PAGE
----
Though his stature declined during the 18th century, Jonson was still read and commented on throughout the century, generally in the kind of comparative and dismissive terms just described. Heinrich Wilhelm von Gerstenberg translated parts of Peter Whalley 's edition into German in 1765. Shortly before the Romantic revolution, Edward Capell offered an almost unqualified rejection of Jonson as a dramatic poet, who (he writes) "has very poor pretensions to the high place he holds among the English Bards, as there is no original manner to distinguish him and the tedious sameness visible in his plots indicates a defect of Genius." The disastrous failures of productions of Volpone and Epicoene in the early 1770s no doubt bolstered a widespread sense that Jonson had at last grown too antiquated for the contemporary public; if he still attracted enthusiasts such as Earl Camden and William Gifford , he all but disappeared from the stage in the last quarter of the century.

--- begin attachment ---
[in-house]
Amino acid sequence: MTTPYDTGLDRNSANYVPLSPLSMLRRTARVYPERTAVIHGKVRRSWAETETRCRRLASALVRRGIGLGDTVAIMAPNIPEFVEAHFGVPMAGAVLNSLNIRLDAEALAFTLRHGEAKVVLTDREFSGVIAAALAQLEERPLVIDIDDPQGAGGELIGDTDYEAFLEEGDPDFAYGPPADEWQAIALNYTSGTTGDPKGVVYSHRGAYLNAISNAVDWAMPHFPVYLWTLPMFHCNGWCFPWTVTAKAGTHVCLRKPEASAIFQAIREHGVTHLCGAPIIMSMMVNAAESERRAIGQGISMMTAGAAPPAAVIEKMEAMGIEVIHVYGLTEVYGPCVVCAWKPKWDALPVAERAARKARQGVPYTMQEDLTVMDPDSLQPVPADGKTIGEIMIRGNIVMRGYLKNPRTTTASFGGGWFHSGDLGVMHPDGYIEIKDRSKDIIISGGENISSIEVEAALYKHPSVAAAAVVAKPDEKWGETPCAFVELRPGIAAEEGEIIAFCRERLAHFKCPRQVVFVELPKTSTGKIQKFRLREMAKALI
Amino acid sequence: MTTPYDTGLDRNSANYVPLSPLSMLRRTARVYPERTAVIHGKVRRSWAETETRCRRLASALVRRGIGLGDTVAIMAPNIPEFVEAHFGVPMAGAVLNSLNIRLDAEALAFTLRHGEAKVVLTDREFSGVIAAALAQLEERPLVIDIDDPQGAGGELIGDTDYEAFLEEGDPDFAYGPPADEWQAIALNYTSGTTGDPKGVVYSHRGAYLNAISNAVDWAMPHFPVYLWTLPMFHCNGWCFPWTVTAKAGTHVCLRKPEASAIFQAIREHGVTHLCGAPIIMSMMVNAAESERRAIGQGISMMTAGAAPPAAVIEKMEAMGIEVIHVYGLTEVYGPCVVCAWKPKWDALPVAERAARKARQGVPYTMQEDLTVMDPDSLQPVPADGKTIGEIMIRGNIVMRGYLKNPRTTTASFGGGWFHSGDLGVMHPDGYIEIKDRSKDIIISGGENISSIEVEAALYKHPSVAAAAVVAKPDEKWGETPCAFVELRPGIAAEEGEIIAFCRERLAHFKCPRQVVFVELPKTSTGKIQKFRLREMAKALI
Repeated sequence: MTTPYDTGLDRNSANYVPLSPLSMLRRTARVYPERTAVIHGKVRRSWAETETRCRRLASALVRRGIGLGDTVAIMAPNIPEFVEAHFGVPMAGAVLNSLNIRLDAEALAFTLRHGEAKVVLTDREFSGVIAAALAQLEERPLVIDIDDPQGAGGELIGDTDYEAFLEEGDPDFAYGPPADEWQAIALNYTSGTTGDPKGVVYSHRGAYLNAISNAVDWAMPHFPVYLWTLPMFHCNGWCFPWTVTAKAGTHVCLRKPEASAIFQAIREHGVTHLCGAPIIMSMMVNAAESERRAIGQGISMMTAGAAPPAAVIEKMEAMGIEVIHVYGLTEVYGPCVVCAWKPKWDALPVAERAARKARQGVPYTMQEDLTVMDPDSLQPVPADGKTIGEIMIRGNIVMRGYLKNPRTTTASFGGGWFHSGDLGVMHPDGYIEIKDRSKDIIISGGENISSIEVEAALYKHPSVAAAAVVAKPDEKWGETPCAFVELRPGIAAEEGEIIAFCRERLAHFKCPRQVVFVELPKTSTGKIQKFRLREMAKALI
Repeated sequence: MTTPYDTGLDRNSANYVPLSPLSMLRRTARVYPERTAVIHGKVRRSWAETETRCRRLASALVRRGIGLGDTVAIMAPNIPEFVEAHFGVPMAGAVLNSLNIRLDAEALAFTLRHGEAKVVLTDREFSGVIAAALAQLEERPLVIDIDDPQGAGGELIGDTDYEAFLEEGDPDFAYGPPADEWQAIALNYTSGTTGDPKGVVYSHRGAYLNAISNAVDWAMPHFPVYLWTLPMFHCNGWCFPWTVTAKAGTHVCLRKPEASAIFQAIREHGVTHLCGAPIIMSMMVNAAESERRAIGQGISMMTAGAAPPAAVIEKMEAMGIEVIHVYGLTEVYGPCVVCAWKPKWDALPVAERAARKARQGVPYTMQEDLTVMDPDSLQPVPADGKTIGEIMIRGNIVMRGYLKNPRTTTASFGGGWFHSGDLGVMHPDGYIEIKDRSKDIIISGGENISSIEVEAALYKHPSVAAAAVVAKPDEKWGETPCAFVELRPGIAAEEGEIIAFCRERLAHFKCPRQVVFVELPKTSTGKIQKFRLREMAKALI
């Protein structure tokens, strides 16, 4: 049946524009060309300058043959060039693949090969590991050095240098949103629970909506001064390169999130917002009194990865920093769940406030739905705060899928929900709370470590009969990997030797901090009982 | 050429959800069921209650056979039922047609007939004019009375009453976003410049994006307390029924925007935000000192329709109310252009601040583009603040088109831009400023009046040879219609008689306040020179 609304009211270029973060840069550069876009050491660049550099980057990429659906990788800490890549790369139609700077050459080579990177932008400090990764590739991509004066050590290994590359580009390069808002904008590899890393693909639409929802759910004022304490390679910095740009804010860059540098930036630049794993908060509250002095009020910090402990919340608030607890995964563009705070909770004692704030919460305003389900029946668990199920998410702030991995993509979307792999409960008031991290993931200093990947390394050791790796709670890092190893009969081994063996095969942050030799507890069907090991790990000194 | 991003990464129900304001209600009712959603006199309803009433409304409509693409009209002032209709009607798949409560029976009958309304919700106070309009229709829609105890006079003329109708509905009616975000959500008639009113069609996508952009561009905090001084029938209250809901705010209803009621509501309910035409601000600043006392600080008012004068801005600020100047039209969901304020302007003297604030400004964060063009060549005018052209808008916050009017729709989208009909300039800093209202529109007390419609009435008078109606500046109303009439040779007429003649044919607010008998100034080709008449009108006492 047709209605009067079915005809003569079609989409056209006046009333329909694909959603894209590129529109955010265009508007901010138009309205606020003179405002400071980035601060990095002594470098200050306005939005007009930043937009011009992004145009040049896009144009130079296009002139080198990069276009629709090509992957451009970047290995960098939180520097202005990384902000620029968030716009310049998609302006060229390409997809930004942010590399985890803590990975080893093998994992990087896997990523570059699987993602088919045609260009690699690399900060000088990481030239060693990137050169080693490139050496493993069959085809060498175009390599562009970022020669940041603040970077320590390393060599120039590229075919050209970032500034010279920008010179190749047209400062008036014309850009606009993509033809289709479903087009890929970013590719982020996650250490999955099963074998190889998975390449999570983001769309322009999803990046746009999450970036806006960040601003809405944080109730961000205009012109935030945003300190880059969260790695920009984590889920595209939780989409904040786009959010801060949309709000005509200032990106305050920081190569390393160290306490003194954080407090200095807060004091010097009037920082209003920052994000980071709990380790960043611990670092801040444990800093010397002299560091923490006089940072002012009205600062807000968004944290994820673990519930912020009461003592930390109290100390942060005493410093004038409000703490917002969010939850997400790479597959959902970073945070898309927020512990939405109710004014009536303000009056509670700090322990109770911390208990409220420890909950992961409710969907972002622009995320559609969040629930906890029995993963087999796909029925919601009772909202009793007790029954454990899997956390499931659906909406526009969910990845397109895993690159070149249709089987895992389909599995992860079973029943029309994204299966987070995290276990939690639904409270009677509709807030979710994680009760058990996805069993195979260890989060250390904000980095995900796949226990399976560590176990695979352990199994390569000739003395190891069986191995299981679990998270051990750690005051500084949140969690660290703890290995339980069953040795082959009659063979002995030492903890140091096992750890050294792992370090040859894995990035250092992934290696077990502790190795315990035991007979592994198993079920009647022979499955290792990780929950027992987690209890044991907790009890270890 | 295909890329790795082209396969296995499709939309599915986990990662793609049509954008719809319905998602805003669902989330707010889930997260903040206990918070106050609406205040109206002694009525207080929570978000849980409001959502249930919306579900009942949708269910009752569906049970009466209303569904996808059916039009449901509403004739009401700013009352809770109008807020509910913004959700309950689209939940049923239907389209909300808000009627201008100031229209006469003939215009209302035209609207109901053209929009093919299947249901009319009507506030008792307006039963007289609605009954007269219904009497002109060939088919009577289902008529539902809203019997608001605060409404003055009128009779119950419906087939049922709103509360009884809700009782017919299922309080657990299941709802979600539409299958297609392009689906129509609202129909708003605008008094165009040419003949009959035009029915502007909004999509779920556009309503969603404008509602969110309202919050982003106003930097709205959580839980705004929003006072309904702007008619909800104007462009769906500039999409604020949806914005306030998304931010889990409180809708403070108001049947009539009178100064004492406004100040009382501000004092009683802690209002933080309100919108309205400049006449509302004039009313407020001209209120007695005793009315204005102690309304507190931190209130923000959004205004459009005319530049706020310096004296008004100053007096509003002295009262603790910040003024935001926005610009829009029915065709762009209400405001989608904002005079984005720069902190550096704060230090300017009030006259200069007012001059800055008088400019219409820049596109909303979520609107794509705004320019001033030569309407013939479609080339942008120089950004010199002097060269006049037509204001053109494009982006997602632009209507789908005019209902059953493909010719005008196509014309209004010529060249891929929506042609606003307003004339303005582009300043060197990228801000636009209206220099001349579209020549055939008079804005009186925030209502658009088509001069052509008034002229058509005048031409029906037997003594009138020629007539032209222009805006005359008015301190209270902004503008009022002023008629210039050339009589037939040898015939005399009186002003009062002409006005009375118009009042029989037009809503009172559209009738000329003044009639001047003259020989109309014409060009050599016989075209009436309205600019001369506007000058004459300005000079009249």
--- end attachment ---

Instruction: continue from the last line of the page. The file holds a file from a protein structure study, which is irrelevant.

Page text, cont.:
The romantic revolution in criticism brought about an overall decline in the critical estimation of Jonson. Hazlitt refers dismissively to Jonson's "laborious caution." Coleridge, while more respectful, describes Jonson as psychologically superficial: “He was a very accurately observing man; but he cared only to observe what was open to, and likely to impress, the senses.” Coleridge placed Jonson second only to Shakespeare; other romantic critics were less approving. The early 19th century was the great age for recovering Renaissance drama. Jonson, whose reputation had survived, appears to have been less interesting to some readers than writers such as Thomas Middleton or John Heywood , who were in some senses "discoveries" of the 19th century. Moreover, the emphasis which the romantic writers placed on imagination, and their concomitant tendency to distrust studied art, lowered Jonson's status, if it also sharpened their awareness of the difference traditionally noted between Jonson and Shakespeare. This trend was by no means universal, however; William Gifford , Jonson's first editor of the 19th century, did a great deal to defend Jonson's reputation during this period of general decline. In the next era, Swinburne , who was more interested in Jonson than most Victorians , wrote, "The flowers of his growing have every quality but one which belongs to the rarest and finest among flowers: they have colour, form, variety, fertility, vigour: the one thing they want is fragrance” – by “fragrance,” Swinburne means spontaneity.